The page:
Joshua Bell and pianist Sam Haywood made beautiful music at the Granada on Tuesday, February 8.

Paul Wellman

Joshua Bell and pianist Sam Haywood made beautiful music at the Granada on Tuesday, February 8.

Joshua Bell at the Granada Theatre

Master Violinist Wows Capacity Audience

The Granada was filled for this fine recital by mainstream violin superstar Joshua Bell. CAMA President Dolores Hsu introduced Bell from the stage by saying that the evening would deliver “the best of the best” that 19th-century music has to offer, and the artists certainly made good on that promise, with a program that included substantial works by Brahms, Schubert, and Grieg, along with a handful of savvy (and not overly showy) encores. Bell leaves little to chance these days, having virtually perfected the exacting art of the grand recital over the course of more than two decades of constant touring. His opener was the Sonata No. 2 in A Major, Op. 100 of Johannes Brahms. While this relatively familiar piece remains moderate in tempo and songlike in cadence, in Bell’s hands, it reveals unexpected depths, especially in the charming third movement. Pianist Sam Haywood and Bell play exceedingly well together, without a trace of strain or impatience on either side. If Bell was perhaps a little tight on some of the early high notes—and who is to say he was?—the memory faded instantly under the warm radiance of Brahms’s masterful development.

Joshua Bell and pianist Sam Haywood at the Granada Theatre.
Click to enlarge photo

Paul Wellman

Joshua Bell and pianist Sam Haywood at the Granada Theatre.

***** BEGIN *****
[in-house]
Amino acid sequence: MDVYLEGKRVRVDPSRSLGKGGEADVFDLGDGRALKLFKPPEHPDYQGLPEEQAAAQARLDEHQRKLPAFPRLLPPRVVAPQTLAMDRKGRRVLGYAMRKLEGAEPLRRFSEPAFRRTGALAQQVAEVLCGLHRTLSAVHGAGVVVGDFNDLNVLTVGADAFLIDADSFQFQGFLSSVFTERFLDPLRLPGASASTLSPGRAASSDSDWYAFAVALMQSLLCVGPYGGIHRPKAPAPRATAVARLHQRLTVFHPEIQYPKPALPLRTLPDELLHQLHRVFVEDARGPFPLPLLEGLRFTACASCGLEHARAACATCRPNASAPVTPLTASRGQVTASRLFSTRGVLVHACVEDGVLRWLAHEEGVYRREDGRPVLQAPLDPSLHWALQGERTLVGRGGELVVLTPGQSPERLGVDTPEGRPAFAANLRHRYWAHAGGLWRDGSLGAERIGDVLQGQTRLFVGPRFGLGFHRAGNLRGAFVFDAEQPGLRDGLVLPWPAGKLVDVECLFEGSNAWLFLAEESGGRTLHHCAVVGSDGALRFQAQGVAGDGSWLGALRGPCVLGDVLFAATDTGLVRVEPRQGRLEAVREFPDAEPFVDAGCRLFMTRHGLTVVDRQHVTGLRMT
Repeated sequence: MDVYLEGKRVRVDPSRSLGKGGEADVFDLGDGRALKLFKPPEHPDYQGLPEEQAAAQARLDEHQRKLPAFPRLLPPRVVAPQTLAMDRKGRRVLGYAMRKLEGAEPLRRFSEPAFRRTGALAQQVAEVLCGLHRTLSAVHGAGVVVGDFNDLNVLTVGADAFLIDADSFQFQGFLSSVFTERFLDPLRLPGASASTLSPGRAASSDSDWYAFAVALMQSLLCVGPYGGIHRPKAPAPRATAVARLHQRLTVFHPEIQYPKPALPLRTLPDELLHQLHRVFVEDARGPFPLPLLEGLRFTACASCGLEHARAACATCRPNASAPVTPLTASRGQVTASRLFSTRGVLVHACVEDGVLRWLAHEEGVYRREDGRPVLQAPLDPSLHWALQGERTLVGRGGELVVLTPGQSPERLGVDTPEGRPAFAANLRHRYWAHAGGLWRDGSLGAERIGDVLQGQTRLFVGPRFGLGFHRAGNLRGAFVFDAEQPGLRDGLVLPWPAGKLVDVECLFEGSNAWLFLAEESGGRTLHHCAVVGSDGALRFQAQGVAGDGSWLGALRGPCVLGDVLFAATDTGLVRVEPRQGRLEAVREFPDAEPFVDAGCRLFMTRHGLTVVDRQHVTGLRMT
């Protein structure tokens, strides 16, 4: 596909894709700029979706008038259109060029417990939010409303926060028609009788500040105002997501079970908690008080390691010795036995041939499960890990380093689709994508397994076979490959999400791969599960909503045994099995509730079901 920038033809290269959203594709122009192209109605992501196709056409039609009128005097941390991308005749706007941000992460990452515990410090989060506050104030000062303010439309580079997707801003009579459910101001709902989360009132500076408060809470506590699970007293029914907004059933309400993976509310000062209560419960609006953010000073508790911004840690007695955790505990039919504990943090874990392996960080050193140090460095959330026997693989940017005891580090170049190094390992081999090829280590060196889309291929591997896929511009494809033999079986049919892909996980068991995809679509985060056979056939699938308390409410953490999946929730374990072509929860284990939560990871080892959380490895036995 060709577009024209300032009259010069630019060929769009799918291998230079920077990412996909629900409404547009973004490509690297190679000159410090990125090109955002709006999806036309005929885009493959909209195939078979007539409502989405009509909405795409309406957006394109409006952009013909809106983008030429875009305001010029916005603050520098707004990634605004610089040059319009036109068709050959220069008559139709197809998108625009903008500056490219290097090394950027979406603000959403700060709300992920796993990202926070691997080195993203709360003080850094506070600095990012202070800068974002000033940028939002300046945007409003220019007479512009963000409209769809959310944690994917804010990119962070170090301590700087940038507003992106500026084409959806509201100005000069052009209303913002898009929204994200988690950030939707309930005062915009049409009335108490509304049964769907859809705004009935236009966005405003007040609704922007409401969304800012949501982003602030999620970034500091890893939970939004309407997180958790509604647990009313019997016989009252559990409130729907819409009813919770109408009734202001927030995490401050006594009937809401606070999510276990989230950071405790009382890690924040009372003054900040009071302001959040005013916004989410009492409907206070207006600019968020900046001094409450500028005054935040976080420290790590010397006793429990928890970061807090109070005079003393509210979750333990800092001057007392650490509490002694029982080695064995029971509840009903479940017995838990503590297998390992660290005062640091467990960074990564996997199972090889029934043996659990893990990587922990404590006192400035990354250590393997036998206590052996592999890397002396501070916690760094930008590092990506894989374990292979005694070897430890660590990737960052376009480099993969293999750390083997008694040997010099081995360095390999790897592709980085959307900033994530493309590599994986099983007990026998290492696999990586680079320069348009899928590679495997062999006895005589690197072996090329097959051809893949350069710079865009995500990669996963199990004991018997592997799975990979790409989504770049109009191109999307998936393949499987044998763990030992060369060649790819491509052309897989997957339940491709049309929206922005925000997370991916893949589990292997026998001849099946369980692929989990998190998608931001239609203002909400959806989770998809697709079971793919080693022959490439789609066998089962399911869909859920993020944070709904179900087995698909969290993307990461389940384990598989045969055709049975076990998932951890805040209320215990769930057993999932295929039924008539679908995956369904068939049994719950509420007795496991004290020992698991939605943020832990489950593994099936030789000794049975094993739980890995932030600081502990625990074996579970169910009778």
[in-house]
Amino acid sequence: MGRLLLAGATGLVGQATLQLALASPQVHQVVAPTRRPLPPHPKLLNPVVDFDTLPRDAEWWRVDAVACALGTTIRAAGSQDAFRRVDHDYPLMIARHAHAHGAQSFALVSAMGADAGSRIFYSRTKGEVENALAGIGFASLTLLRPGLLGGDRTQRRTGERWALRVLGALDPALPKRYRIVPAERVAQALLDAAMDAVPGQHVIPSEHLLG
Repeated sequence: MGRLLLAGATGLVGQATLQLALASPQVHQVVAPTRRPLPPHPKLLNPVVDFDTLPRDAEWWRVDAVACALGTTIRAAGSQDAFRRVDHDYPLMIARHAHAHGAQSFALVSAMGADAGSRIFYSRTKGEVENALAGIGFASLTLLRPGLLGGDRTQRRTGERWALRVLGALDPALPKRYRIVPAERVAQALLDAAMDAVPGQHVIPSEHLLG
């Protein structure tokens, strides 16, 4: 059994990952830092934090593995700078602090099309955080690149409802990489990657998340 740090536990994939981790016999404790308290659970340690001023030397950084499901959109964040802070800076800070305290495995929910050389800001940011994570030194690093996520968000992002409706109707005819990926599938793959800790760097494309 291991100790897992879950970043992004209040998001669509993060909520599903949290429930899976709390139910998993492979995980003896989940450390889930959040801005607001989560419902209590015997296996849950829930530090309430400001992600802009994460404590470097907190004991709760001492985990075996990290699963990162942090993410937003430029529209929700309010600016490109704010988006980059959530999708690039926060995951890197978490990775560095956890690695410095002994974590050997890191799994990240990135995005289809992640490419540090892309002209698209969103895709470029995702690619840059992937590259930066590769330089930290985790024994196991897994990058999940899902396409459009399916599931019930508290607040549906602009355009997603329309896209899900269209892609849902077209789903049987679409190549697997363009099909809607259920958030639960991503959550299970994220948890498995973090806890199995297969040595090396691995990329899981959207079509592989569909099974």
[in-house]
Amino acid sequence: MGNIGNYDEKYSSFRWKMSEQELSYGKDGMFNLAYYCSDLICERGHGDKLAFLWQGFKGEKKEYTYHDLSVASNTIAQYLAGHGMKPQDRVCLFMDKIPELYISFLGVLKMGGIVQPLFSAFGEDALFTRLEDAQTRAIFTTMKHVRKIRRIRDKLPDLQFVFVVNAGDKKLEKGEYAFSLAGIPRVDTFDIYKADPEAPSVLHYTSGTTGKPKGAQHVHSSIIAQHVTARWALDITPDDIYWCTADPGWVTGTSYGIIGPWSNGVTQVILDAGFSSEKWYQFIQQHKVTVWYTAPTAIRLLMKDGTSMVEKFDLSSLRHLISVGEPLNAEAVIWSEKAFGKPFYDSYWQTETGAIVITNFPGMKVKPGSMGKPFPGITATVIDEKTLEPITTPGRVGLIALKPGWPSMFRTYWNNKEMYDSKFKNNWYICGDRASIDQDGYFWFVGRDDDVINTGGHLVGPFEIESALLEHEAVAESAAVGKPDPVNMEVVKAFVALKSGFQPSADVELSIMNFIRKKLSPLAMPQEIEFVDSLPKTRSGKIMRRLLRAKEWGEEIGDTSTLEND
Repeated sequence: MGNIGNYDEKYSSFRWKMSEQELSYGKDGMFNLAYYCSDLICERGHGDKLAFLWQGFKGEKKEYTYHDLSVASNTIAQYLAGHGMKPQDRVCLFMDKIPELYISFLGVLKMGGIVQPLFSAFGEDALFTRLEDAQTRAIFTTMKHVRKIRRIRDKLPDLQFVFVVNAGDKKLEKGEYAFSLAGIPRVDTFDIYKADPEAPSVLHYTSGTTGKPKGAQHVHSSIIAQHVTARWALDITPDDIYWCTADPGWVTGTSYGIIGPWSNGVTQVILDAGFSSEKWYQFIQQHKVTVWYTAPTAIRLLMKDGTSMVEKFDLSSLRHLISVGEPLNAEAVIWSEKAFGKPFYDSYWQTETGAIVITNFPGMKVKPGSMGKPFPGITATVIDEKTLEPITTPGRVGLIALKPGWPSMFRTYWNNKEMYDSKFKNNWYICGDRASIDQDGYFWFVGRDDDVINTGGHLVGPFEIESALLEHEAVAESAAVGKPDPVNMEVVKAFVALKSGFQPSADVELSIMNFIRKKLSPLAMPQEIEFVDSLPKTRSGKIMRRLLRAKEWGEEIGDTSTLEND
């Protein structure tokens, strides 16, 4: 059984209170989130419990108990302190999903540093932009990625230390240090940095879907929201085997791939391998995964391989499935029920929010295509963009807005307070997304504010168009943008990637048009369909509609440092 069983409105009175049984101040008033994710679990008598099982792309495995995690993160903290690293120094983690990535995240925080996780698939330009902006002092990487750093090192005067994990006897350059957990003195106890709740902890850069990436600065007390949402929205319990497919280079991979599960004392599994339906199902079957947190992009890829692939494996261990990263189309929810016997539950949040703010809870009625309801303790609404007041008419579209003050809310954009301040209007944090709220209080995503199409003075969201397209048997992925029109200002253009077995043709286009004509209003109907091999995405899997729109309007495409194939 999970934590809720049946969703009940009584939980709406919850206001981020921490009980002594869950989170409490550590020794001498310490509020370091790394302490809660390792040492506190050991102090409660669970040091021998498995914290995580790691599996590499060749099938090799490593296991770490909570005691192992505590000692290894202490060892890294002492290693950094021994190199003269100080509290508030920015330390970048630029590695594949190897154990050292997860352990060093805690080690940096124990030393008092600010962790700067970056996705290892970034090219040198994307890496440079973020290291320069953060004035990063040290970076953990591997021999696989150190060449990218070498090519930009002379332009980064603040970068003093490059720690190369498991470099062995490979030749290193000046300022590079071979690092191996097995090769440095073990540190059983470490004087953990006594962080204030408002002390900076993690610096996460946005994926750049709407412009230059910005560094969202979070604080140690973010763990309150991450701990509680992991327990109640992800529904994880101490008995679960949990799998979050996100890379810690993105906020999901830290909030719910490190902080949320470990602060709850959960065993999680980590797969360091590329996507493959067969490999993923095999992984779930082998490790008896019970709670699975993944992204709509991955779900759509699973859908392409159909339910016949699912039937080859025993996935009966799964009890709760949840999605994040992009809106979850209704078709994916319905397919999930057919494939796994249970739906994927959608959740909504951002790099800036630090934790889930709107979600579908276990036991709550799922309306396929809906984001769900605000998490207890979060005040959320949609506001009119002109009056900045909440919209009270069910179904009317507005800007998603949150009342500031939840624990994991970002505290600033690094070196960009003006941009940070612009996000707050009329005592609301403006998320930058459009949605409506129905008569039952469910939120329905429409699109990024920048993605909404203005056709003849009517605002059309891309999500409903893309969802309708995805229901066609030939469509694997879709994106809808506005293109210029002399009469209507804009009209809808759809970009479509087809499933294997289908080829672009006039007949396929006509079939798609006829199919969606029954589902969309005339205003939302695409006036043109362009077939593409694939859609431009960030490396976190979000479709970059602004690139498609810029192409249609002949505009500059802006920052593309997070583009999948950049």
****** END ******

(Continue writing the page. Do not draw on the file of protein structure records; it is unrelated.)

The highlight of the evening, at least for this listener, was the second piece, the Fantasy in C Major, Op. 159, D. 934 of Franz Schubert. Less unified than the comparatively sedate Brahms, this work explores the outer reaches of structure and harmony, yet never departs from a strictly tonal musical language. There are plenty of obstacles in terms of technical difficulty along the way, and the violinist leapt over them all with the grace and verve of an established master. Although the march tempos and dance-like sections may dazzle more, the heart of Bell’s sensitive interpretation lay in the slow parts, on which he and Haywood were both superb.

After the intermission, the Sonata No. 2 in G Major, Op. 13 of Edvard Grieg went down like a chilled glass of the purest aquavit. While still operating within the European sonata tradition, Grieg nevertheless incorporates drones, folk melodies, and dance rhythms that are unmistakably Nordic in this piece. It’s a great choice for Bell, playing to the strength of his bowing technique on its many singing, mid-tempo, middle-register passages. The evening wrapped up with three crowd-pleasing encores—a short Romance by Sibelius, a fiery Polonaise Brillante by Polish composer/violinist Henryk Wieniawski, and a wonderful Nocturne by Chopin.

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